All posts by Lone Veirup

Lone Veirup Johansen is a writer, favouring the short story as a form. She develops stories that are anchored in place and memory, but they are not autobiographical. Born in Denmark in the 1960s, she emigrated to Brisbane, Queensland, Australia in the 1990s after meeting her partner as an overseas student. Recently, Lone spent a year in Copenhagen, reconnecting with Danish culture, taking in the cultural pulse of the city and nurturing her writing skills. Visit her blog about the adventure: www.piedaterrecopenhagen.wordpress.com

Lone experiments with writing and shares snippets of ideas on this site. Critique and suggestions are welcome.

Soundtracks of my teens

A road to somewhere? Photo: Andreas. 1987.
A road to somewhere? Photo: Andreas. 1987.

In 1980 I became a teenager. Of course, along with my girlfriends, I felt very grown up long before that, having already been to parties, listening to music, dancing and playing kissing games with boys. And drinking alcohol. The music was a massive part of it all and as hormones raged, I my experience  reflected in almost every love song ever written.

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Soundtracks of my childhood

Music has followed me all my life. But not the piano. Photo: Lone. 2015.
Music has followed me all my life. But not the piano. Photo: Lone. 2015.

The Danish saying, to come from a home with a piano, instantly pins  social status on an individual. From an earlier era, it classed you as upper class, sophisticated and well educated. In those days, working class homes had neither money to purchase a piano nor time to learn to play the piano, never mind playing it. It was a frivolous pastime reserved for the more well-off. And make no mistake, the piano was for classical music, not the sub-standard, vulgar jazz or, heaven forbid, Jerry-Lee Lewis’s filthy rock’n’roll that turned young people into sex craving monsters.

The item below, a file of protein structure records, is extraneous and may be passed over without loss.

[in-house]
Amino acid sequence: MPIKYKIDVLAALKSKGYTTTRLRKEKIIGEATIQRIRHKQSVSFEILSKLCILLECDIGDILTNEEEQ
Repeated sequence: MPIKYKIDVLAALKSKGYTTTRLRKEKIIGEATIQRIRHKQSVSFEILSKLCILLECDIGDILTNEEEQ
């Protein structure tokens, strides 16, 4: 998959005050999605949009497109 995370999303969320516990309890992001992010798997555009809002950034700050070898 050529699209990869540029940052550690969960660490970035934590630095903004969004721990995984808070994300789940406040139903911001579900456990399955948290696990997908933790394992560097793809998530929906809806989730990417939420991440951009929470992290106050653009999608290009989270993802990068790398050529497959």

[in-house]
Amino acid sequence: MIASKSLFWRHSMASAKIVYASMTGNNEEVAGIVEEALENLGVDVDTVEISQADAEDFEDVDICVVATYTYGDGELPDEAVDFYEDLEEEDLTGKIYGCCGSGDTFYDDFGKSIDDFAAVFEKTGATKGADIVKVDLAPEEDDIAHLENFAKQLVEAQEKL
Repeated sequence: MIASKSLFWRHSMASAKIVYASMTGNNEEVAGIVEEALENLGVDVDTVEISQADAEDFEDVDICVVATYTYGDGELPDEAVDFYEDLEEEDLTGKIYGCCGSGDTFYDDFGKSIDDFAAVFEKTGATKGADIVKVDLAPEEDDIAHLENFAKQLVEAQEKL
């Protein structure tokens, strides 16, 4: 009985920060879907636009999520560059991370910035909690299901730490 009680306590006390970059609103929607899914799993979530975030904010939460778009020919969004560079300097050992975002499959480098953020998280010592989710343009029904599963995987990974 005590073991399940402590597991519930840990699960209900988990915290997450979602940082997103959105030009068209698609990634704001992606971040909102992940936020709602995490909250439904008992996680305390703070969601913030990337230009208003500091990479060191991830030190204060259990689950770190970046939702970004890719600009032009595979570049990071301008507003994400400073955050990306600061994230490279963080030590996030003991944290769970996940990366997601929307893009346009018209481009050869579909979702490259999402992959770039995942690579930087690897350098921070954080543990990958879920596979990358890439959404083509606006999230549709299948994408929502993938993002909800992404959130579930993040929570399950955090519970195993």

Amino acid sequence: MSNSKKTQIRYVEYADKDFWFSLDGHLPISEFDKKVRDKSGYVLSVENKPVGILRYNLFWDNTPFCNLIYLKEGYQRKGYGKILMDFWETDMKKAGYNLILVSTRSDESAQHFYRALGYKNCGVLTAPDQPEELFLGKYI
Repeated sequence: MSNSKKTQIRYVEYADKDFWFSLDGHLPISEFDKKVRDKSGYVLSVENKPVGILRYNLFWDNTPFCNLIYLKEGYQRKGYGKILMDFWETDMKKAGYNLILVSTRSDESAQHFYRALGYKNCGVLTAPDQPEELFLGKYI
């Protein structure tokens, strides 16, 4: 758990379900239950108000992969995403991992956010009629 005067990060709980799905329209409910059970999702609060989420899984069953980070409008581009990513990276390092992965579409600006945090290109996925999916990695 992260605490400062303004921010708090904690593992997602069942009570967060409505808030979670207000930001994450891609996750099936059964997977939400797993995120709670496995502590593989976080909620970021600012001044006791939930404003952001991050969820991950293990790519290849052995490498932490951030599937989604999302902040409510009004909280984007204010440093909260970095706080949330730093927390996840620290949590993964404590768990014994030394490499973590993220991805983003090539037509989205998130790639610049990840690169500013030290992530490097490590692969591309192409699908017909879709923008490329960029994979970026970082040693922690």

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Memory: A Consequence of Langauge

Now that my parents are gone, who will remember with me who I was as a child? Photo: Jørgen Hattesen.
Now that my parents are gone, who will remember with me who I was as a child? Photo: Jørgen Hattesen.

This is an edited version of a post that first appeared on Pied-á-terre CPH in October 2014. It was reblogged on Translatorpower.

When my father was dying I wrote memories of the childhood I had with him. I wrote in my native language, Danish, and gave him a long, long brain dump of everything that came to mind in the short period I had. He enjoyed reading my perspective of events he could recall to greater or lesser extent.

Together we wrote the story of his own life, illustrated it with photos and had it published in 100 copies. I put one copy, hot from the press, into his hands just as the ambulance officers came to collect him to take him to the hospice. Two days later he died. Continue reading Memory: A Consequence of Langauge